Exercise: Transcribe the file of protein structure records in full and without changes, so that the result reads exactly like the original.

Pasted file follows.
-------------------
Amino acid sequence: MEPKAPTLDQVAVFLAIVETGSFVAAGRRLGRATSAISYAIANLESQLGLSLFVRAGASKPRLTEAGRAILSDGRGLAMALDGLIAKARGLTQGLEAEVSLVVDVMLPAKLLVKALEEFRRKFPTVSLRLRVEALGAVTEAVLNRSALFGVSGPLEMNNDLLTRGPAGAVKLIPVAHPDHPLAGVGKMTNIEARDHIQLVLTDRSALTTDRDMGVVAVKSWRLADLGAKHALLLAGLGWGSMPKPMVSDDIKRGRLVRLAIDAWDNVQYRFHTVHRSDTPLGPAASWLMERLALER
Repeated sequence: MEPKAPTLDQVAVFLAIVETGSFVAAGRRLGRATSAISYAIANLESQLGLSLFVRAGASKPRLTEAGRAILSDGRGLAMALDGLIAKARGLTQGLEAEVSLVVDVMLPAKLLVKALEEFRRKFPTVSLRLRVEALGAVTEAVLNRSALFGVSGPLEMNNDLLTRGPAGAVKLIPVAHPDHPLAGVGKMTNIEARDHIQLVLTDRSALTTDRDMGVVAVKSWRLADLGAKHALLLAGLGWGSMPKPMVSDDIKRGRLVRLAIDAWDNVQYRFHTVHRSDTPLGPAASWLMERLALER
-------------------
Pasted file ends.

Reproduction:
Amino acid sequence: MEPKAPTLDQVAVFLAIVETGSFVAAGRRLGRATSAISYAIANLESQLGLSLFVRAGASKPRLTEAGRAILSDGRGLAMALDGLIAKARGLTQGLEAEVSLVVDVMLPAKLLVKALEEFRRKFPTVSLRLRVEALGAVTEAVLNRSALFGVSGPLEMNNDLLTRGPAGAVKLIPVAHPDHPLAGVGKMTNIEARDHIQLVLTDRSALTTDRDMGVVAVKSWRLADLGAKHALLLAGLGWGSMPKPMVSDDIKRGRLVRLAIDAWDNVQYRFHTVHRSDTPLGPAASWLMERLALER
Repeated sequence: MEPKAPTLDQVAVFLAIVETGSFVAAGRRLGRATSAISYAIANLESQLGLSLFVRAGASKPRLTEAGRAILSDGRGLAMALDGLIAKARGLTQGLEAEVSLVVDVMLPAKLLVKALEEFRRKFPTVSLRLRVEALGAVTEAVLNRSALFGVSGPLEMNNDLLTRGPAGAVKLIPVAHPDHPLAGVGKMTNIEARDHIQLVLTDRSALTTDRDMGVVAVKSWRLADLGAKHALLLAGLGWGSMPKPMVSDDIKRGRLVRLAIDAWDNVQYRFHTVHRSDTPLGPAASWLMERLALER